Yet building trust among stakeholders has gotten harder. Skepticism about corporate pronouncements on ESG, sustainability and impact issues is rampant, while the media and regulators increasingly seek to root out greenwashing and purpose doublespeak. Edelman trust research finds that:
- More than eight in 10 global investors question the accuracy of company ESG disclosures.
- More than seven in 10 don’t believe companies will achieve their stated sustainability, ESG or DEI commitments.
Worse, a recent study for Google found that more than half of corporate executives believed their own companies have been guilty of greenwashing. In this climate, it should surprise no one to see intensifying activism by consumers, shareholders and employees.
Trust may be undermined by excessive stakeholder expectations or by companies’ self-serving statements about ESG and impact issues. Either way, falling short on trust can create significant business financial and operating risks. The examples listed above represent the rule more than the exception: look carefully and you will see crisis teams responding to corporate ESG and impact missteps on an almost daily basis.
Given the urgency of building trust and the headwinds to it, leaders need to make trust around corporate ESG, sustainability and impact performance a top priority.
Three keys to earning stakeholder trust
The C-Suite executives and company directors we speak with know they have a complex challenge on their hands. They must identify impact and ESG issues that are material to their business performance, understand all stakeholder expectations related to those issues, measure their current performance on each one, and decide where to allocate capital to address material issues while building trust across their constellation of stakeholders.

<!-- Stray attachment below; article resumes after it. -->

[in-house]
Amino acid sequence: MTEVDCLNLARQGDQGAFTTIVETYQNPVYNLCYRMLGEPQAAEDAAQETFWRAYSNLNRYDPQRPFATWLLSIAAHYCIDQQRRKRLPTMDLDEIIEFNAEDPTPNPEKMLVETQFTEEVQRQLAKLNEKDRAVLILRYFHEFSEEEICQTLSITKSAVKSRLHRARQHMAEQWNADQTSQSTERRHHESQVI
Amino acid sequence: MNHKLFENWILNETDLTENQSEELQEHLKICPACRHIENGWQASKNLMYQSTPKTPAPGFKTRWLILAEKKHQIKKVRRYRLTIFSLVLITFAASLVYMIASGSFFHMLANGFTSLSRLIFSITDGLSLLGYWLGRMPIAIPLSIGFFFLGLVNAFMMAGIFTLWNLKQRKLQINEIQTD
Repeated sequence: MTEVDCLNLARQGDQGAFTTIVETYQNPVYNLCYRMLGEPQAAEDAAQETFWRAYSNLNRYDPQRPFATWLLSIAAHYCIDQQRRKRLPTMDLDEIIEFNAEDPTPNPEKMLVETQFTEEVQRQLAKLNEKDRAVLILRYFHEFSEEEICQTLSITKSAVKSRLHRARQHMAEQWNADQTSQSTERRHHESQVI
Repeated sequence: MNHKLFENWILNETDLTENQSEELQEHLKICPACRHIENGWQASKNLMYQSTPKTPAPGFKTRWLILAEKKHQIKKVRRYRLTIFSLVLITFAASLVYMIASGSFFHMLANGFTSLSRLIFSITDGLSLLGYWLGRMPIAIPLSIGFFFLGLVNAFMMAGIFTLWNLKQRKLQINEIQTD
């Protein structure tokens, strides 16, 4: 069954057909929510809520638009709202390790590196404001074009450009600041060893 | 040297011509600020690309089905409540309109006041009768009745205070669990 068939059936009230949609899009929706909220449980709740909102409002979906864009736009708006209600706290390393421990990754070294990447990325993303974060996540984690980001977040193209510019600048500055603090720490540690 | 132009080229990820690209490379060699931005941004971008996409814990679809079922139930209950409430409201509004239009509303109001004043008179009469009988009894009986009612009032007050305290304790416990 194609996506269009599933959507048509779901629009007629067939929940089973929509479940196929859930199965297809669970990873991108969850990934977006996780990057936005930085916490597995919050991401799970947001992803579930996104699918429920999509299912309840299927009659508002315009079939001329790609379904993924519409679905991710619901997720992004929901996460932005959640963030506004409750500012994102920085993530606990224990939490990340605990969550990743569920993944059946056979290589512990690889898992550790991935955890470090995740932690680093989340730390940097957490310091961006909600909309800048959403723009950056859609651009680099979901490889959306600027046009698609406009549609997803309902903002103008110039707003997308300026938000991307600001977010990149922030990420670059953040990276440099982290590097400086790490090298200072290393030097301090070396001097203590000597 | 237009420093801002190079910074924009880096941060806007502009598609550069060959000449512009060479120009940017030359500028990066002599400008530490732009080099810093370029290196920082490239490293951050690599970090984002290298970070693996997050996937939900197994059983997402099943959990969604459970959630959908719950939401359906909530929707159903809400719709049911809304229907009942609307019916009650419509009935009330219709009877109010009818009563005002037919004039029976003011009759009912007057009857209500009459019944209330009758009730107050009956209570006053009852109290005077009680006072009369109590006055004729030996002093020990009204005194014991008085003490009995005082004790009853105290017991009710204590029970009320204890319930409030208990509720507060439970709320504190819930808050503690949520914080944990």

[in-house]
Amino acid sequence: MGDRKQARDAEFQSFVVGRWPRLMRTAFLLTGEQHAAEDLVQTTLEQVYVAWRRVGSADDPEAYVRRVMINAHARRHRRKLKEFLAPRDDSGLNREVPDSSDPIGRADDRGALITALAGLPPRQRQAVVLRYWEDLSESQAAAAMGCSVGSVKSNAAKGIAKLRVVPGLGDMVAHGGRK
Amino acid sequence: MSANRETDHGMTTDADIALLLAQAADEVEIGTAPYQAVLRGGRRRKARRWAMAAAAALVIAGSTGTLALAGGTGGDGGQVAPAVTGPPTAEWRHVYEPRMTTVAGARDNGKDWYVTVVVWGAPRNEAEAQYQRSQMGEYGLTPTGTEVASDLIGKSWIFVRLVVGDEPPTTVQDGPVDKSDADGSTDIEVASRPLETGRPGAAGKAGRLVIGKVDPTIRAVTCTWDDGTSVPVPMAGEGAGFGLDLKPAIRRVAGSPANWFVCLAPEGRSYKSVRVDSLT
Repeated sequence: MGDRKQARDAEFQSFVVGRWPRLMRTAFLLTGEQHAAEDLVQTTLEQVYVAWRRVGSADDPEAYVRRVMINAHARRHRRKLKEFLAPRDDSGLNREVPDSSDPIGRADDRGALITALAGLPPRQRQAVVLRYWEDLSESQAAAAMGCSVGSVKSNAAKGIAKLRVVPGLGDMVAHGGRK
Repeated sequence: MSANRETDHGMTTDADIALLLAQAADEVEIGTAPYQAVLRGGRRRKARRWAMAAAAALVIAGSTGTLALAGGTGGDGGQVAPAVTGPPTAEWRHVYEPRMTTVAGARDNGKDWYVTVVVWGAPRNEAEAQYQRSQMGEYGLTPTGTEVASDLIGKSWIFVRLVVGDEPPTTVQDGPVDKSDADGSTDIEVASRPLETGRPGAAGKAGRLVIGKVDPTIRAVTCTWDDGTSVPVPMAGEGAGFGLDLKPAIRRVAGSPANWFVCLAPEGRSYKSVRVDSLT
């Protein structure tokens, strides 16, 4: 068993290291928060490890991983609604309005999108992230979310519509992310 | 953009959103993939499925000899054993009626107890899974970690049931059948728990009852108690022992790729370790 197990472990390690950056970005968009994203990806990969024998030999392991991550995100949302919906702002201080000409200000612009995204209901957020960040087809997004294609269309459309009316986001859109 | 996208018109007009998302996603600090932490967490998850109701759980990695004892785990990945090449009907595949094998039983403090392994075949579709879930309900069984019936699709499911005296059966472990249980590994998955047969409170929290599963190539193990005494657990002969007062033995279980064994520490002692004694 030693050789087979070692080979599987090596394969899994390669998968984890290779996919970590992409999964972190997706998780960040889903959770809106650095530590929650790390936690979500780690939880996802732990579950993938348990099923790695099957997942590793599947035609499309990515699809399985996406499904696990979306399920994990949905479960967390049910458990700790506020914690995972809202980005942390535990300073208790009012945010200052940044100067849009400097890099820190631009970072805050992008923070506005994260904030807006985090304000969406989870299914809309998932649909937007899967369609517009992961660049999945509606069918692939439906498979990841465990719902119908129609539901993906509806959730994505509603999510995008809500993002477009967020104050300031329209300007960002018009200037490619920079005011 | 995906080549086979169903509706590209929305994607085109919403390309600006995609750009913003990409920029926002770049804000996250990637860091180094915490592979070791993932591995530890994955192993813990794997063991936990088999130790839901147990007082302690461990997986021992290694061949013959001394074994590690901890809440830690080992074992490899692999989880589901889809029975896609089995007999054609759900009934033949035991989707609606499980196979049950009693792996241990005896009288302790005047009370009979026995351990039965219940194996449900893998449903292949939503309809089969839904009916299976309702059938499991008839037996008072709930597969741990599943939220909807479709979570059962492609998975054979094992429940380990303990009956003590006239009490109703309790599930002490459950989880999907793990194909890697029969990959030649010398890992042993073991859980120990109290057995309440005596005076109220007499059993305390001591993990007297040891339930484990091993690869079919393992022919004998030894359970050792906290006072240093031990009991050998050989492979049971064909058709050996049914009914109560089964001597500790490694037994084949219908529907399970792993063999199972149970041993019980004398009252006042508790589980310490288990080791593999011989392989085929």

We believe the path to success has three core components:
Companies first need to map their trust level with each stakeholder group across the key ESG and impact issues. This job includes breaking down the factors that underpin stakeholder trust and developing a deeper understanding of stakeholder motivations, behaviors and needs. Mapping helps to prioritize where a company needs to focus and which actions it can and should take.
Next, company leaders need to take stock of the impact their actions and communications will have on traditional financial and operating performance indicators, including total shareholder return, valuation multiples, cost of capital, employee engagement and retention, brand recognition, customer loyalty and purchase intent and more.
The final task is to understand which trust-building initiatives generate the most value. This information enables leaders to make basic projections for “return on trust” – the amount of value created per dollar invested in ESG and impact initiatives.
Taking this deliberate approach to cultivating trust offers a range of benefits. It can help build stakeholders’ confidence in the veracity of ESG and impact performance, demonstrate those efforts’ relevance to business results, drive greater environmental and societal outcomes, engage stakeholders in new and powerful ways and help break the cycle of skepticism and mistrust.
Companies today need to mean what they say about ESG and impact and deliver on their promises. Measuring performance, reporting on progress and maintaining open and honest communications with the outside world engender the trust that is necessary to create maximum value for all stakeholders.
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The views expressed in this article are those of the author alone and not the World Economic Forum.